her name is Sanaya

I want to tell her I love your name

it is my grandmother’s

What I am trying to say is when

my friend Kareem asked me to translate

Chris Rock’s jokes into Arabic

he didn’t laugh at the jokes or my bad translation

he looked dazed and said

Is he talking about us?

Belal Mobarak was born in Alexandria, Egypt. Raised in Queens. As a middle child, writing is how he learned to finish his stories and poetry is how he learned to tell them with the least amount of words. Recently selected as a finalist in Brutal Nation’s Competition for Writers of Color. You can find his work published in Columbia Poetry Review, Newtown Literary, Blueshift Journal, and forthcoming work in DMC, Flock and Apogee Journal. He currently works for Higher Education in New York City.

Azia Armstead

Ode to the Dirt

I walk barefoot in my grandmother’s

yard to be soiled in your purity.

Mother of land oceans cannot

swallow, creator of town and tomb.

You sky for the dead,

ground for the living.

You allow everything to have

a backbone. When I hold you

I am praying with my hands open.

You fall through the spaces in between

my fingers & take the shape of what

the air bends you into.

Here with my feet submerged in the

all of you, you have a way of speaking

to me. Telling me that the

earth & I are like sisters.

Our skin the hue of both

mud & water.

Bad Luck


You got a roommate

he’ll hear what we do.

It’s only awkward if you’re fucking him too

– Frank Ocean


When I heard you


making her orgasm


I thought


maybe you came


home drunk                             again,


stumbled into the


wrong dark room

& fell into a


hole you couldn’t


tell wasn’t                    me.

Azia Armstead is a poet based in Richmond, Virginia. She currently studies English at Virginia Commonwealth University and is also a fellow of The Watering Hole. Her work has been published by JoINT. Literary Magazine.

Ebony Isis Booth

10 Reasons Why Your Right Eye Is Twitching


The French press of dark roast

in a travel thermos, sweetened

with amaretto liqueur before 10 am.


The letter from the IRS kindly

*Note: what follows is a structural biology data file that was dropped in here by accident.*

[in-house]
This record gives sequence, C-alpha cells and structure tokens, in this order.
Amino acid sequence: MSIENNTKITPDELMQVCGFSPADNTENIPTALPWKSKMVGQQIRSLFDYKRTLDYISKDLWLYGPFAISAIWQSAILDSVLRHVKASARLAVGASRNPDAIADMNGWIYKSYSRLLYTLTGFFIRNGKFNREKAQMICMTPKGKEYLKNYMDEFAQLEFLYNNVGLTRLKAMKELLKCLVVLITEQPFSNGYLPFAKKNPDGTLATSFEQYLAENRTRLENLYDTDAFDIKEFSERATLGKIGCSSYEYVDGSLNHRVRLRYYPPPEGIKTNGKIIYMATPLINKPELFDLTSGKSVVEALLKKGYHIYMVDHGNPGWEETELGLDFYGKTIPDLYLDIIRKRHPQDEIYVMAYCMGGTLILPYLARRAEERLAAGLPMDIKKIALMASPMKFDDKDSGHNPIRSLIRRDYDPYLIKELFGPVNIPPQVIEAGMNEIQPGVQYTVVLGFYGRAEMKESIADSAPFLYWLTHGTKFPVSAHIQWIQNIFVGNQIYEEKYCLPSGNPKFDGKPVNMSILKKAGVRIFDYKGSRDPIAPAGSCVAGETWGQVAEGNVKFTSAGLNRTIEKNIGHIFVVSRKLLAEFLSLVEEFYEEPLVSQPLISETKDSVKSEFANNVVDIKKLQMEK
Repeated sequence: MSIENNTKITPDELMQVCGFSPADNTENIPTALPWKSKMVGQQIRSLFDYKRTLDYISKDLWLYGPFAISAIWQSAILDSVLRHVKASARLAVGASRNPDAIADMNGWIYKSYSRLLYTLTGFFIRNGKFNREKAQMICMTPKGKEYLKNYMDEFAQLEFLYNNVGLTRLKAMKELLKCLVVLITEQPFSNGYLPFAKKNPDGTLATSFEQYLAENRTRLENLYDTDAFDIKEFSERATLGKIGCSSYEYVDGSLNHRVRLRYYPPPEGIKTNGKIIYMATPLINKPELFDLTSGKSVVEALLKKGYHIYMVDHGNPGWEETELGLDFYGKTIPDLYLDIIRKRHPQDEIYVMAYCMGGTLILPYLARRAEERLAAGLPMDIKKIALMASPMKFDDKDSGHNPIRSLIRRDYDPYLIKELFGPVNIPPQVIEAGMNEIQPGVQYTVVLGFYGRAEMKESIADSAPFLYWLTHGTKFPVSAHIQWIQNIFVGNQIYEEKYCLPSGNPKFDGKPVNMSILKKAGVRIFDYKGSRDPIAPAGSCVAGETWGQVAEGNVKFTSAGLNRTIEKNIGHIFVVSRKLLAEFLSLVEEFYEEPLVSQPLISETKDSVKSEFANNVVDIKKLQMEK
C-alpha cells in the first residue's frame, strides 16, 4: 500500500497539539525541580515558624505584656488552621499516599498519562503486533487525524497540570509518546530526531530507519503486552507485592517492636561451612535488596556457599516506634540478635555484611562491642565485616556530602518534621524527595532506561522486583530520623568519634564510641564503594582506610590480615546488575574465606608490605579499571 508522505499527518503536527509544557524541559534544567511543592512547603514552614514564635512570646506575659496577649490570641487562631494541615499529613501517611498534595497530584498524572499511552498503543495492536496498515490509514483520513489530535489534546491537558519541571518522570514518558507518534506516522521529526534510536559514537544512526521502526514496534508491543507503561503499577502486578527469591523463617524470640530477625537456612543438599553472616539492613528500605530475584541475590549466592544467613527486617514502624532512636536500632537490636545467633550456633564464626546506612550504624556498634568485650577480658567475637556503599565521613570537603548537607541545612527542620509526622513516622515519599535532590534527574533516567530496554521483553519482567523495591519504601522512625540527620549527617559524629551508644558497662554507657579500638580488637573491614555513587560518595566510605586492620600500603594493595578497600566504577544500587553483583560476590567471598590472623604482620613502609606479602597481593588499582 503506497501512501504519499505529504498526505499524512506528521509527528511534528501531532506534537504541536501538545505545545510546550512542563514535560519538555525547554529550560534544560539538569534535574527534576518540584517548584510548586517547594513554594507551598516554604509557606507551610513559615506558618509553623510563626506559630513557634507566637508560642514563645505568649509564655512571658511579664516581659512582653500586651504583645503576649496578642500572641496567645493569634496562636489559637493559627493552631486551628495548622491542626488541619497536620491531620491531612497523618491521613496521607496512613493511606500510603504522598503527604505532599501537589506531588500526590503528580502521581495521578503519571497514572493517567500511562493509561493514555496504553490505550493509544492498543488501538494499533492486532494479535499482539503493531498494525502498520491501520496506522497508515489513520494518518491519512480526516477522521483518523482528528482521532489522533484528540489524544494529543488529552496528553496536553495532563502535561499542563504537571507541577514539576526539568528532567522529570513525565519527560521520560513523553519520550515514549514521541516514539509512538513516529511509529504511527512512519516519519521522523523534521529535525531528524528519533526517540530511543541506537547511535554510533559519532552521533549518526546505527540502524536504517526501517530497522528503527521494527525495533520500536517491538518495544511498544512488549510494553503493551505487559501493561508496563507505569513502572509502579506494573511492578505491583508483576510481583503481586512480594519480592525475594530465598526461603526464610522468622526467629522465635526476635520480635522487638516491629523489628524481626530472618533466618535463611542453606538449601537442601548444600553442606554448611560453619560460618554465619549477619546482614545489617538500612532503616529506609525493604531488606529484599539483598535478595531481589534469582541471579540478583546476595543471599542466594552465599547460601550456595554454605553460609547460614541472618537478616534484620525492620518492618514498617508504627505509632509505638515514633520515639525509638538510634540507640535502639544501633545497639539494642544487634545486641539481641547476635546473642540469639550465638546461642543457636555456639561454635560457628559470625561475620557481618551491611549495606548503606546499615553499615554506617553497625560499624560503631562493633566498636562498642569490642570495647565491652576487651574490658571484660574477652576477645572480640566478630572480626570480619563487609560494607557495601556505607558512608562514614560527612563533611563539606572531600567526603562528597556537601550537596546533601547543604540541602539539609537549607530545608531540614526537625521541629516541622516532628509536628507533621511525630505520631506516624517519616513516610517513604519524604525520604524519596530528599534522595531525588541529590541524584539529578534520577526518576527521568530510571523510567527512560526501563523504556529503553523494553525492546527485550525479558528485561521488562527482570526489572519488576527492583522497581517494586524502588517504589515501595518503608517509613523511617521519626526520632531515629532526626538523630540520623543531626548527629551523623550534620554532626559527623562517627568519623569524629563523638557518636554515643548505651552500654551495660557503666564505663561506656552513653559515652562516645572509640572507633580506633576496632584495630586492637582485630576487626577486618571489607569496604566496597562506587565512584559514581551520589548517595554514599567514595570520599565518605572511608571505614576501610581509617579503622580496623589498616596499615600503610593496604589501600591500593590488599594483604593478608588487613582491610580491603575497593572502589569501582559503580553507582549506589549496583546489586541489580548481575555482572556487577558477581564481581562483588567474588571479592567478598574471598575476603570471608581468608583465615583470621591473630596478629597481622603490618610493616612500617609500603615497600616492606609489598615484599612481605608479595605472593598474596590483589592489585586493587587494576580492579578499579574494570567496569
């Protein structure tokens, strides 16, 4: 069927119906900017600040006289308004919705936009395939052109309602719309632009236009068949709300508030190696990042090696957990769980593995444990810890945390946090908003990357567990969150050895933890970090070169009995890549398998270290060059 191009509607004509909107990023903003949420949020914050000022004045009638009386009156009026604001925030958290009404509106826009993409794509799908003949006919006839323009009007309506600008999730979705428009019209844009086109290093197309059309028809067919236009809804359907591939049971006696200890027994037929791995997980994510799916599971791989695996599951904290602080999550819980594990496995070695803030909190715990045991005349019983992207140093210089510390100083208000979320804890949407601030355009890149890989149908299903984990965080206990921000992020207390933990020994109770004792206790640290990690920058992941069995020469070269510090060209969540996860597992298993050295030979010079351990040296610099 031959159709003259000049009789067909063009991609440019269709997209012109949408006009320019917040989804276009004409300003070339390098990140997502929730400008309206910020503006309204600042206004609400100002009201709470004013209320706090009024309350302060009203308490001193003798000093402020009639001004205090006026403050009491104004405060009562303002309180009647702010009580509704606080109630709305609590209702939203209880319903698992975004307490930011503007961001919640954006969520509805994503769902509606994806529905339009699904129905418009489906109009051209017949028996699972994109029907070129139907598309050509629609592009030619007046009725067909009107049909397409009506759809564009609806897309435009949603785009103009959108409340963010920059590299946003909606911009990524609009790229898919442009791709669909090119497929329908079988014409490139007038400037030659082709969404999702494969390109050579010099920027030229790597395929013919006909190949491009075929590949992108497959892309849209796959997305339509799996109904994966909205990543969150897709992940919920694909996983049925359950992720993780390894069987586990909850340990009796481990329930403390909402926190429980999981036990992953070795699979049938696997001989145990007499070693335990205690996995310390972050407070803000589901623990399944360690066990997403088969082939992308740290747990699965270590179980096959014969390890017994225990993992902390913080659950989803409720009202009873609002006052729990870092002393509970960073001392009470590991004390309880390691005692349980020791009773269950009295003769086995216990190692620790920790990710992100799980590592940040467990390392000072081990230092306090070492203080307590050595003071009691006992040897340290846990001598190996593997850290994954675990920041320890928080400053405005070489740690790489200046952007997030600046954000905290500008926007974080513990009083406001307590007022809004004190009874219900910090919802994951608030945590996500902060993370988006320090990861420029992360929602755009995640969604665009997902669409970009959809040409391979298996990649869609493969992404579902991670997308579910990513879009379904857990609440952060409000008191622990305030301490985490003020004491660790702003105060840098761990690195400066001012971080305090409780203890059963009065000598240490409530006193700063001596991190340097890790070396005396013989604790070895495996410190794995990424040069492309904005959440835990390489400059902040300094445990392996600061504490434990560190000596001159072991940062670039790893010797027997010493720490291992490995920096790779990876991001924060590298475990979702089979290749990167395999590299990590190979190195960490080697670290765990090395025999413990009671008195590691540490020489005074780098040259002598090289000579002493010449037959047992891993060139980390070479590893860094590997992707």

thanking in order to inform, this

year’s over-payment will be

conveniently applied to

’07, ’08, ’09.


The tax refund you get for

raising your baby sister’s babies

should not pay for the sins of

the woman you thought you were

a decade ago.


This is penance.


Your story is a uniform worn for

strangers. Spring weather is too

warm for cloaks, too bright to

hide your shame.


You can feel the fibroids

tugging your uterus up and

over themselves, settling into the

warmth. But, you have not told a soul

except your accountant, who held you

close and prayed as you wept. She

noticed the tremble in your voice and

hand when she tore the check.

She saw you.


You are surrounded by laundry,

almost constantly.


You are jealous of their freedom. They

are data points pinged from towers

across state lines with no budget for

gas, activities or snacks. They are text

messages of good will, dredged in guilt.

Relieved voice mail messages.

Proof of life in your palm, your phone

a grenade.


You tanked another deadline. You are

afraid that you might be as brilliant as

you pretend. And, who will watch the

children and ignore the laundry while

you are away, breathing your own air?


You are supposed to write, and cry

and drink about all of it today. You are

supposed to know when to say no to

the ice cream man. Explain why there is

no money or necessity for year books

in elementary school. Teach the concept

of never versus forever to children who

are younger than your debt.

Black Girl In Therapy